It’s also that some types of extensions are totally impossible on Firefox (57+). I don’t give a damn about the UI. I do give a damn for DownThemAll - which is a multi-threaded download manager, available only for pre-57 *Fox.
Without that, I may as well use Vivaldi or any number of the Chrome forks.
Pale Moon evangelicals (“Lunatics”) are almost as infuriating as the guy who pushes Slackware as the cure for computing’s ails.
NPAPI based plugins were the security risk. XUL didn’t rely on NPAPI. It was ripped out because they didn’t want to rewrite the support for XUL in Rust. (That, and the whole UI being single-threaded).
I was a user of it too and it is well established that some type of extensions are impossible in 57. Web Extensions don’t offer the deep capability (with the associated performance impact and security risks) of old style extensions. The problem is that you can have a good sandbox for security, performance, multi-process Firefox or you can have legacy extensions. Which is it? This is literally an issue with architecture and technical debt. Contrary to some BS claims out on the Internet, this isn’t about aping Chrome but about making Firefox work moving forward. Web Extensions happen to be a standard and have a developer base so that was chosen as the solution.
It’s a bit more complicated than that. I’m a ten year Mozilla employee. I’ve been there since Firefox 2.0 days. This isn’t a “oh, Mozilla could do it…they just didn’t want to do it” thing.
Every time, just about, someone on the net rails on and on about how unperforamnt Firefox is for them, it turns out that they are running a shitty extension (usually five to ten of them) and THAT is what’s causing the performance and stability issues they see.
It’s not 2007 anymore. It’s 2017. This train is moving forward or Firefox won’t even exist in another 10 years. It is open source. A dedicated group could fork the codebase from any arbitrary point in the the last ten years if they wanted to do so. You’ll notice there is not a SINGLE group of people lining up to do that so, basically, everyone is happy to complain but no one is so willing to say Mozilla is making the wrong choice that they’re willing to fork the project and prove Mozilla wrong unless you want to say that Pale Moon is the one doing that and, really, it is one guy. I’m sure not trusting my browsing security to a single developer working on a code base that he’s never contributed a patch back to.
Well, current ESR builds are forked off of Firefox 52. Once Firefox 58 is out, an ESR58 will be released at the same time. After two release cycles of that (when Firefox 60 is out along with ESR58.2) the current ESR52 support will end. At that point, AFAIK, there will be no version of Firefox supporting legacy extensions.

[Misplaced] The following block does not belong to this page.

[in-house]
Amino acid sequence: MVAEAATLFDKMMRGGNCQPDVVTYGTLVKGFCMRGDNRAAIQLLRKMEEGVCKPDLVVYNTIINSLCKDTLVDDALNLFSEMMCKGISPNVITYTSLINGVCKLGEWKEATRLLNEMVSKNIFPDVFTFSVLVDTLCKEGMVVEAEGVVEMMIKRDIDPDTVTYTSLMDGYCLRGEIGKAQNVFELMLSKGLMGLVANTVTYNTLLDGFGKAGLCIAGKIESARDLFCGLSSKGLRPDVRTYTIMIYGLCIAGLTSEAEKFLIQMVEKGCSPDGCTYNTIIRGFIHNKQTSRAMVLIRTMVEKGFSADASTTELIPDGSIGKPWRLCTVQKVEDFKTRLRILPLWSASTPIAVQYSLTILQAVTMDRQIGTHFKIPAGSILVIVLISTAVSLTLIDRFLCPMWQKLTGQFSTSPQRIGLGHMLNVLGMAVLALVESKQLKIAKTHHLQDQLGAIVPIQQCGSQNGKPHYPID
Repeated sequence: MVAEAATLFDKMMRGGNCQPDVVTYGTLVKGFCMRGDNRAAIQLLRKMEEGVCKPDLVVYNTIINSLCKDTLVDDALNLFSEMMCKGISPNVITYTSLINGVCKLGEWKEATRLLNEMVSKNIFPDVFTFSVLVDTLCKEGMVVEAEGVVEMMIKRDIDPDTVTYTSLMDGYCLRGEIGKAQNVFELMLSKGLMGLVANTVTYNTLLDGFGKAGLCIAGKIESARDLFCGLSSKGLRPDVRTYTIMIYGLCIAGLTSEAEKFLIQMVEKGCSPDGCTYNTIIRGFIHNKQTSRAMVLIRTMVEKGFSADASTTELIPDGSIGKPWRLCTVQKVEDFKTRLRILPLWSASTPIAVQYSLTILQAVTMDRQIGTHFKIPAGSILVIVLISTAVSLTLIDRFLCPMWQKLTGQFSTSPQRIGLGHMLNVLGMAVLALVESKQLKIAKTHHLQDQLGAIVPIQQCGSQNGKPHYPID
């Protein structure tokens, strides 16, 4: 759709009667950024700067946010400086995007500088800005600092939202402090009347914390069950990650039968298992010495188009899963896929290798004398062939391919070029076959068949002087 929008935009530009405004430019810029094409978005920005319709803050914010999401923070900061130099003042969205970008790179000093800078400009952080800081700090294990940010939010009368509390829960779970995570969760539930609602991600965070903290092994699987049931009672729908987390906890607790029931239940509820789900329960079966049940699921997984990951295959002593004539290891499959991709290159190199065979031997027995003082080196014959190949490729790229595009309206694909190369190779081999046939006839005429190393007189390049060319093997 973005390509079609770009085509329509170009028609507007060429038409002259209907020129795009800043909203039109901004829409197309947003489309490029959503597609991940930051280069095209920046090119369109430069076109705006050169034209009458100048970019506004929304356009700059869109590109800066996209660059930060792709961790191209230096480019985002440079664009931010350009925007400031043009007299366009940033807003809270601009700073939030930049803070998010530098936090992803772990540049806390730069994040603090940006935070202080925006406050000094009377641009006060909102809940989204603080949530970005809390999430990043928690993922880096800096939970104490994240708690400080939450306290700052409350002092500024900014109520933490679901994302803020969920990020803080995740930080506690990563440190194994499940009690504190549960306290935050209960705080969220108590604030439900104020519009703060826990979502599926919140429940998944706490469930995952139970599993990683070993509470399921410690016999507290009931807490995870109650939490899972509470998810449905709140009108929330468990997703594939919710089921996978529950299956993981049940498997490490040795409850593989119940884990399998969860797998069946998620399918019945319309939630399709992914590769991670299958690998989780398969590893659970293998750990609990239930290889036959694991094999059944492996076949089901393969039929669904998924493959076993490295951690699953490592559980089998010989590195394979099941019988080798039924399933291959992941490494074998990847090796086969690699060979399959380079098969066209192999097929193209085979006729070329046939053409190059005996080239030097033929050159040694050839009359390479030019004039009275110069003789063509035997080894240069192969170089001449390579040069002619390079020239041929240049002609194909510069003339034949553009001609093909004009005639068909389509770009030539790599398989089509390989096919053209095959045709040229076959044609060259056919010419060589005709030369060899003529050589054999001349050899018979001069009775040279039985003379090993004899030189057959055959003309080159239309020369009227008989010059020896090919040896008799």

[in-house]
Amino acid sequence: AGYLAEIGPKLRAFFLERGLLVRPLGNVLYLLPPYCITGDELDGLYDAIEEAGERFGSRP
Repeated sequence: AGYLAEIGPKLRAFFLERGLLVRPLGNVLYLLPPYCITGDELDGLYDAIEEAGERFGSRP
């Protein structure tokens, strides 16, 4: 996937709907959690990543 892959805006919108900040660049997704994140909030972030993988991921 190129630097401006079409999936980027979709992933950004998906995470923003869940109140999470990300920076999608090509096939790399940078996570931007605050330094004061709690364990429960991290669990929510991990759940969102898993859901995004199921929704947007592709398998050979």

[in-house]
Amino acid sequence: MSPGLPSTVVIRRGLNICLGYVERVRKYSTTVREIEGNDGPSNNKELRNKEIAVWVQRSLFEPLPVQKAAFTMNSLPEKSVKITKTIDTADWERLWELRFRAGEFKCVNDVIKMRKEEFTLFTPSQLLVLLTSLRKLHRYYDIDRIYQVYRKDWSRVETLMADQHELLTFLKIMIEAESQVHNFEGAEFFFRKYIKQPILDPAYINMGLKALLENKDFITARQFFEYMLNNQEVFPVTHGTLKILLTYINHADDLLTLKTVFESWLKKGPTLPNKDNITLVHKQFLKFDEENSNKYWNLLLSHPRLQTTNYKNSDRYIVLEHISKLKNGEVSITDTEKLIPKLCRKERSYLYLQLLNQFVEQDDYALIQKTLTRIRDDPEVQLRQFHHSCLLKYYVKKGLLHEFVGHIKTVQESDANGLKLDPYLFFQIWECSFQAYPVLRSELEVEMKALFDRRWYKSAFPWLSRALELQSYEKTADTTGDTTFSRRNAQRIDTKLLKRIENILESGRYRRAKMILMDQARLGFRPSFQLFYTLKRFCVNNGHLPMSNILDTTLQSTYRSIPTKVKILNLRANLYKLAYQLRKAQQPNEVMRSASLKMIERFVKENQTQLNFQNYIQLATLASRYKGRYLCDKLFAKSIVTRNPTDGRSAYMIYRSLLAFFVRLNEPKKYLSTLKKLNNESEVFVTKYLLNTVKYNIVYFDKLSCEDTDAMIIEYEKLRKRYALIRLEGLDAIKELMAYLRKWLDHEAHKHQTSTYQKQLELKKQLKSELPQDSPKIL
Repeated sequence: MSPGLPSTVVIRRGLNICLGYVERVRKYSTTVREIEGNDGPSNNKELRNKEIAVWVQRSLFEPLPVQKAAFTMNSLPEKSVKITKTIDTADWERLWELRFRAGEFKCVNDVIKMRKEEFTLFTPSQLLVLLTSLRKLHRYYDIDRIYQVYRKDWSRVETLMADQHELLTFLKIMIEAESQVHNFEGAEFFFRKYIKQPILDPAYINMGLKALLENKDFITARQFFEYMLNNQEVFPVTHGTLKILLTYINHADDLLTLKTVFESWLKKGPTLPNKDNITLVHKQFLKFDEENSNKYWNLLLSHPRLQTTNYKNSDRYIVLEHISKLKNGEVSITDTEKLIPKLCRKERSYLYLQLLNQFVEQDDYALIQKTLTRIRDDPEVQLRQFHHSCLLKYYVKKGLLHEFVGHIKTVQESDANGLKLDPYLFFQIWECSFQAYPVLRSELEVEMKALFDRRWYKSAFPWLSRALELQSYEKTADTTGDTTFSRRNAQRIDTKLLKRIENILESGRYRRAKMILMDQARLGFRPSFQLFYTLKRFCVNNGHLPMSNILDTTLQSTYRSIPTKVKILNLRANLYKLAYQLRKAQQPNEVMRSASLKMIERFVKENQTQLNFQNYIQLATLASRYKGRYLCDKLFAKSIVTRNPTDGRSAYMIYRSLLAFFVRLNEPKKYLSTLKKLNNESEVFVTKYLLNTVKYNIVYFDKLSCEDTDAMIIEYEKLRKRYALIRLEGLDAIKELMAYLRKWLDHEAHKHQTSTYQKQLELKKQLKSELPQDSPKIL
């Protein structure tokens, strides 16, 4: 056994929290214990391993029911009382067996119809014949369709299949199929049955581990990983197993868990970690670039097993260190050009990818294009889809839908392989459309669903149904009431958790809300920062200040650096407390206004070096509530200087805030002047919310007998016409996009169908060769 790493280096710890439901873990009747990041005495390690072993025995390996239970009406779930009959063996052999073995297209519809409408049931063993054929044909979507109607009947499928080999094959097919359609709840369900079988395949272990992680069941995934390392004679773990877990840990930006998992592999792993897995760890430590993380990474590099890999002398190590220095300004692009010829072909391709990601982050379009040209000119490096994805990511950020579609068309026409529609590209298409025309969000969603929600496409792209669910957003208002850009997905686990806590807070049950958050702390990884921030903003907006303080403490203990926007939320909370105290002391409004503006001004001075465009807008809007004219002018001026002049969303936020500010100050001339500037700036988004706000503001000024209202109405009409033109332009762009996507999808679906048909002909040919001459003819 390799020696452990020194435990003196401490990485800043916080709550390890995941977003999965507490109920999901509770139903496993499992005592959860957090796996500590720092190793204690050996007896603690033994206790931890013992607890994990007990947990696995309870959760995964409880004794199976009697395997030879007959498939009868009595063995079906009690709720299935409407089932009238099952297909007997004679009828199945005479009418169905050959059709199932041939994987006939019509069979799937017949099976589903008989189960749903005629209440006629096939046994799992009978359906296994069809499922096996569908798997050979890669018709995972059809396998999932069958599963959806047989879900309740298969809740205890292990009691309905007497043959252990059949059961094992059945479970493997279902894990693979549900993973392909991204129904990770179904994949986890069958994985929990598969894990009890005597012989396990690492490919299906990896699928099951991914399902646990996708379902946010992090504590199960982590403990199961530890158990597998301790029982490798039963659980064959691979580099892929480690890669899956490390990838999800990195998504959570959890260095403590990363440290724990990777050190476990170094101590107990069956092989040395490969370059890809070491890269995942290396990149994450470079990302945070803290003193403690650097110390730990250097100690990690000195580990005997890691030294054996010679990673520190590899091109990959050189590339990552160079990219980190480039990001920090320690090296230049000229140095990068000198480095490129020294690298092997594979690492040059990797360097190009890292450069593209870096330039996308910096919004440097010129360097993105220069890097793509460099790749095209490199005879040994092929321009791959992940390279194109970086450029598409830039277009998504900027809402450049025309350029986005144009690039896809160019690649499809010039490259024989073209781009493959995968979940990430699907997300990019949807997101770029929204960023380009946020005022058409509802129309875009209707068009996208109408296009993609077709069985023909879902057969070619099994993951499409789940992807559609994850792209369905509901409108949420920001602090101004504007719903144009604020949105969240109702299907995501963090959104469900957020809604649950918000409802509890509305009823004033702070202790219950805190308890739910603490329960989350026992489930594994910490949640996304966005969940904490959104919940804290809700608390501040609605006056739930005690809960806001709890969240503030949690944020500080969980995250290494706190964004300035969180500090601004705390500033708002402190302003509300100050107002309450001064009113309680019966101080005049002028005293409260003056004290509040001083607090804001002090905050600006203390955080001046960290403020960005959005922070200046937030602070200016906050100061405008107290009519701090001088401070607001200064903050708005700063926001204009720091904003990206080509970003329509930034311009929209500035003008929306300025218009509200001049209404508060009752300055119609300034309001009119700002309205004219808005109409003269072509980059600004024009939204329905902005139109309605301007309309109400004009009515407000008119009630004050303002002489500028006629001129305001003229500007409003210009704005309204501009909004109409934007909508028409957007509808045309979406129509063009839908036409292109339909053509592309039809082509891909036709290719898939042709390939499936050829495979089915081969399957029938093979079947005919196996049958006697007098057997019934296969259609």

BTW, I’m not anti-any Firefox fork. I’ve just never seen one really. Ice Weasel is pretty much just a branding thing for Debian. There aren’t any real Firefox forks out there unless you consider Pale Moon to be one and I’m pretty sure Pale Moon doesn’t have a public code repository and doesn’t have more than a single developer, who makes his living (I think?) off of it.
I’m currently knee deep in spaghetti code from the FOnline Project, attempting to rewrite the (server-side) code-base to have features a fork of it had years ago (before said fork stalled). It’s even worse when said code is written in Cyrillic. Not even kidding. You can see my progress on it at https://github.com/tinoesroho/Project-XT.
For most people, the amount of effort it takes to learn a codebase, they feel is better spent developing their own damn codebase instead.
I recognize that browser development is hard. The fine folks at Mozilla are brilliant engineers and I doff my cap to them. Every release of Firefox has been faster and better than the previous one. Mozillia’s many projects have driven the field of internet computing forward, from the ill-fated Firefox OS to Rust (take that, Golang!).
The reason I stuck it out with Firefox on my devices comes down to extensibility. Not speed. Don’t get me wrong - I love the speed of modern firefox - but speed was never my primary consideration. Firefox has a massive ecosystem of addons that (may they rest in peace) allowed you to completely alter the user interface, add a native reading mode, add a night mode, and completely muck with rendering if you wanted. It’s been a wild decade-and-a-half of Firefox for me.
It’s just, for me… without the extensions I relied on, Firefox has nothing outstanding left to make me use it as my primary. I’ll probably be stuck using a (sandboxed and isolated) virtual machine with Pale Moon to do my primary browsing because screw JDownloader and its many relatives. Try downloading Libreoffice in Firefox - and then try it in Firefox with DownThemAll!.. No comparison. Hands down, DownThemAll is the single most important thing to me.
Let me put it this way: I’d pay good money to have Firefox 58 with the improvements from DownThemAll.
My bad. I used to think of your old handle as All Bill (All the Time).
I think the path forward it to forget about the concept of a primary browser. I already do this on my tablet where I have five different browsers installed, each one used for and adapted to a different purpose. On my laptop I’ll be able to further customize them, leading to a collection of tools that have a similar use, and maybe a shared history, but are distinct from one another.